The Price for Fresh
Although most anglers consider the capture of any anadromous fish to be a small miracle, there’s no doubt that a fresh fish, just in from the ocean, is better than a dark fish any day. That’s why I’m prone to drive right past the inland steelhead and salmon fisheries in my backyard and jump planes for mint-bright fish in British Columbia and Alaska.
I’m not the only one who thinks fresh fish are best and that’s pronounced by the terminology some anglers use to describe salmon and steelhead that reside in freshwater for more than a few days. In British Columbia anglers call post-spawn steelhead “old boots.” In Russia, along the Kola Peninsula’s awesome streams, holdover Atlantic salmon are called “darkies.” In southeast Alaska where I spent the summers of my youth, we called aging pink salmon, “musty humpies.”
A preference for bright, wild salmon is why I visited Alaska West last June, to pursue king salmon during the first week of the summer season. By doing so I rolled the dice, hoping for a fresh push of fish and the opportunity to battle a 40-pound chromer on a two-handed spey rod.
At risk was an absence of fish; salmon are rebels and a variety of factors influence their arrival to the Kanektok, including ocean temperatures and currents, weather systems, river flows and their disposition – sometimes I think they just like to make anglers sweat. The guides at Alaska West forewarned me: they said the first kings usually show up the first or second day of the trip. By the end of the week they roll in on each tide and it’s a slugfest.
In angling you have to keep an open mind and believe what you’re told, but that’s easier said than done. After a fishless first day, shared by everyone in camp, the attitude at dinner wasn’t dour, but it was a little dubious – fish runs up and down the West Coast were late last year. That trend started in California, worked through Oregon and Washington, and made an additional statement in British Columbia before following suite on the Kanektok. After that first day I wondered, “Are they going to get here?” Six days of fishless fishing appeared as a giant wall and if it was going to be that way, I declared, I’d smuggled in not nearly enough liquid spirit or snuff tins to survive. If worse came to worse, I declared, I’d hop a skiff downriver to Quinhagak and chew on a fermented seal flipper.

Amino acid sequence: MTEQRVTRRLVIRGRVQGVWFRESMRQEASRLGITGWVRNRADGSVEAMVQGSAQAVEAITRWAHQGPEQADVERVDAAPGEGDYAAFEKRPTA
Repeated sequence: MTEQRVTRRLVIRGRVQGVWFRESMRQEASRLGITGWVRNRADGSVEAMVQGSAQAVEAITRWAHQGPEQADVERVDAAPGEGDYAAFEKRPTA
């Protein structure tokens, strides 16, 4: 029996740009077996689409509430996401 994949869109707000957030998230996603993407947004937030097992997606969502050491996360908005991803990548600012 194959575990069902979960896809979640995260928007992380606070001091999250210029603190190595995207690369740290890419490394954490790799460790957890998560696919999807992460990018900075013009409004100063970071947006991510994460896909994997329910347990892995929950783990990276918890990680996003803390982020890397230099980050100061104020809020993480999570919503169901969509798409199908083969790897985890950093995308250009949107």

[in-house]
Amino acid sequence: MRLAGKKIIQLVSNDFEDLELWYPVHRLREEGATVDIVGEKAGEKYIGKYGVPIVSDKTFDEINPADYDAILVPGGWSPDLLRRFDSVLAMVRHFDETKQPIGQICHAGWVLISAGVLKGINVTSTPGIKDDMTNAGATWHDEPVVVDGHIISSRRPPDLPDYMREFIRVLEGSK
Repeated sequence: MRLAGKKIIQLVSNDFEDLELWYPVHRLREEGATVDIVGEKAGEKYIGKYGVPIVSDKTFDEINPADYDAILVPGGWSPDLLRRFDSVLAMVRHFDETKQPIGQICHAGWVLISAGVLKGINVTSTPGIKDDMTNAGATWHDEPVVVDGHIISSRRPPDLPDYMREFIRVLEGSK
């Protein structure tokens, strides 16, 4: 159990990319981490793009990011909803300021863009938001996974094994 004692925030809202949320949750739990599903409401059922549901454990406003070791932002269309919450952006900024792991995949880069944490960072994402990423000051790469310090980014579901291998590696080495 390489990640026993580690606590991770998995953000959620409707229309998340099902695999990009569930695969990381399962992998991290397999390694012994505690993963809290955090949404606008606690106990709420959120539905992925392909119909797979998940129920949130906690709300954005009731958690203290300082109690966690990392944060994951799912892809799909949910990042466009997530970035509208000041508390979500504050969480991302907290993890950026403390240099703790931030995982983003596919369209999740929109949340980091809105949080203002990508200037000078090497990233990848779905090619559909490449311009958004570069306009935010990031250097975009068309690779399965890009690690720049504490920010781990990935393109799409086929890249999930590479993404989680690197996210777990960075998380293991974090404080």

The following day, while discussing art and the merit of snuff to my guide on a bar called Chrissy, and just after a big green king fly smacked the surface and began to swing, the rod jerked and I was fast to a fish. A few minutes later that big king wound half my line around a sweeper and was free. I’d like to think I lost a forty-pounder. Forty or not, it handed me my ass and as I sat down to retool my outfit I giggled like a kid – even in a late year the fish arrived, as promised, and true to form, their numbers would build through the week. I guess that’s the way I like it. There weren’t enough fish to feel like I was fishing a stocked trout pond, but there were enough to ring each cast with anticipation. And, when a fish came to the net the memory of its fight etched in memory.
When non fishers ask, “Why do you hold up a fish for the camera?” my answer is, “Why wouldn’t you?” That’s especially true when fishing for chromers early in the Kanektok season. Like any hard-won treasure – Spanish medallions, the Stanley Cup, Pamela Anderson – a chrome bright fish is worthy of the hoist.
During the course of that week everyone caught fish, including some real bruisers. In the end, as our plane lifted off from Quinhagak, I considered the decision to roll the dice: sure, I concluded, anglers arriving as we left would find more kings in the river, but they couldn’t say they found the freshest fish of the year, chrome-bright kings that spent their years in the north Pacific and returned to the Kanektok to see the first artificial flies of their lives. Now that’s fresh. And that’s why you roll the dice.